I think it's a big problem for Joe Horn, because this operator is giving precisely the rational, intelligent advice that you would hope someone like this would give.
KING: And let's listen to a little bit more of it here. In another part of that call, Joe Horn actually references a new law on the books in Texas that he thinks gives him the legal right to get that gun and go outside. Let's listen.
(BEGIN AUDIO CLIP)
HORN: OK, but I have a right to protect myself, too, sir.
911 OPERATOR: Yes, you do.
HORN: And you understand that.
HORN: And the laws have been changed in this country since September the 1st. And you know it and I know it.
911 OPERATOR: I understand that.
HORN: I have a right to protect myself.
(END AUDIO CLIP)
KING: "You know it and I know it."
Jeff, he's actually talking about the so-called castle doctrine. That was a state law, not a national law. But it went into effect in Texas on September 1. Could Joe Horn use this in his defense?
TOOBIN: I don't think so, because it refers to a property owner. It refers to self-defense on your property, your own castle. That's why they call it the castle law. This is not an attack on his -- on his property. This is an attack on his next-door neighbor's property. KING: And we talked about the operator's demeanor on that call. You just heard Joe Horn there. His attorney has suggested his client was afraid for his safety.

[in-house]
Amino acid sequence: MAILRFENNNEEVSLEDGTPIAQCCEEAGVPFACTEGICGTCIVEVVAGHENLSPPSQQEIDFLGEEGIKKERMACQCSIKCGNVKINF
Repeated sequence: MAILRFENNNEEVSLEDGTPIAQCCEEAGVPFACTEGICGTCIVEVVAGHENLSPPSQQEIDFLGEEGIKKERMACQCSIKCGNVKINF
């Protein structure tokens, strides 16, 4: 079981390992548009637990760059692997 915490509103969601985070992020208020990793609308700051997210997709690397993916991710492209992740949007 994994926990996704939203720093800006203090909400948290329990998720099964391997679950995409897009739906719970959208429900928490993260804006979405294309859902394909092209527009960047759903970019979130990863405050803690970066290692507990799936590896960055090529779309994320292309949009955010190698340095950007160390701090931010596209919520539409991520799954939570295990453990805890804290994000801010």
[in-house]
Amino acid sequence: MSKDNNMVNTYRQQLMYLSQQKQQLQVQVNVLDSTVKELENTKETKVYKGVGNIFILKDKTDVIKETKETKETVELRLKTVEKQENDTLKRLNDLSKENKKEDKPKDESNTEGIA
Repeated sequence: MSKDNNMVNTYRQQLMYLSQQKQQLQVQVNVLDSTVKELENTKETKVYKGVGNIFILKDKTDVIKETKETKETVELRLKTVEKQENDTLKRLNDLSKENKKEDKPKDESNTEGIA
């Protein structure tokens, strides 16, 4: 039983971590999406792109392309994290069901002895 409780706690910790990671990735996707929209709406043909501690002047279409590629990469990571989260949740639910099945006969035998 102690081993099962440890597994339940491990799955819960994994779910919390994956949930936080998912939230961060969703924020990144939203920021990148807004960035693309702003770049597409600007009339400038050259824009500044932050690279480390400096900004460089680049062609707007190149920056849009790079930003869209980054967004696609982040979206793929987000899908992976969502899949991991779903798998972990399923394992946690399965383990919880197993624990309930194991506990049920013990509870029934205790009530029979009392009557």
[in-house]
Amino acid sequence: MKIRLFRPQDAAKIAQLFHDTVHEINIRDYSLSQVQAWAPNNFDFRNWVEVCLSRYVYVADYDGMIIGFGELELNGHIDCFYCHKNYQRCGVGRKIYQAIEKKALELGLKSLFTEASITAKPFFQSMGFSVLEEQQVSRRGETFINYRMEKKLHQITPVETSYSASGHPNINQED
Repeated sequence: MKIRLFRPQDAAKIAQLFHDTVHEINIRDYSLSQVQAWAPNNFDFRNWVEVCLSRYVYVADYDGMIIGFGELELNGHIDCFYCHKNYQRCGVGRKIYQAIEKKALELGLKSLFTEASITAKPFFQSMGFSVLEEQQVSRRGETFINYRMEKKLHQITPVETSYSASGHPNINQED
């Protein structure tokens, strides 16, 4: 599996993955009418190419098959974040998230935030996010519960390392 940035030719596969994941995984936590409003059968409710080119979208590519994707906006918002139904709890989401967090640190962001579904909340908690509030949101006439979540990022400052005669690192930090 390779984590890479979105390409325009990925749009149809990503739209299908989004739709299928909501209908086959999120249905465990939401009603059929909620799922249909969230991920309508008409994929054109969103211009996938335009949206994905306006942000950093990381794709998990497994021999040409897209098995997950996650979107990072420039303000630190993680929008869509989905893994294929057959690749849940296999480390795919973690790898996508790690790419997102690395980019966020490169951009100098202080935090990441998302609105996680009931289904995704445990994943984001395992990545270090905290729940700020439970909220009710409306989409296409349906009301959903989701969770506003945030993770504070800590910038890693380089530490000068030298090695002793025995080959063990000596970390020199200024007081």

Do you get that sense from listening to the call? And, even if so, is that a defense?
TOOBIN: No. I mean, I read the full transcript, heard this call. He does not appear to be someone who's in a panic. It's a very cool and rather chilling determination to go out and use his gun, against the instructions of the 911 operator.
KING: This is a fascinating episode, a potential legal case. We will keep track of it. Jeffrey Toobin, thanks very much.
TOOBIN: OK, John.
KING: OK, holiday travel now, and you might have guessed it's already a big mess.
Passengers got stuck today in Dallas when two of DFW Airports three control towers -- yes, it's that big -- when two towers had a major communications meltdown. That sent a ripple through the system, as did fog in Atlanta, and clouds at O'Hare, and heavy winds in New York.
Think it can only get worse by Turkey Day?
Let's get the lowdown now from CNN's Chad Myers with, as they say on the radio, traffic and weather together. Air traffic, that is.
CHAD MYERS, CNN METEOROLOGIST: Ah yes.
I'm afraid it is going to get worse. Look at all the planes that are still in the sky right now. I have a computer that counts them for me: 4,560 planes still in the air, over 4,000 people -- 4,000 planes still not landing yet because they got late starts, two-hour delays in Newark, two-hour delays in La Guardia almost all day long.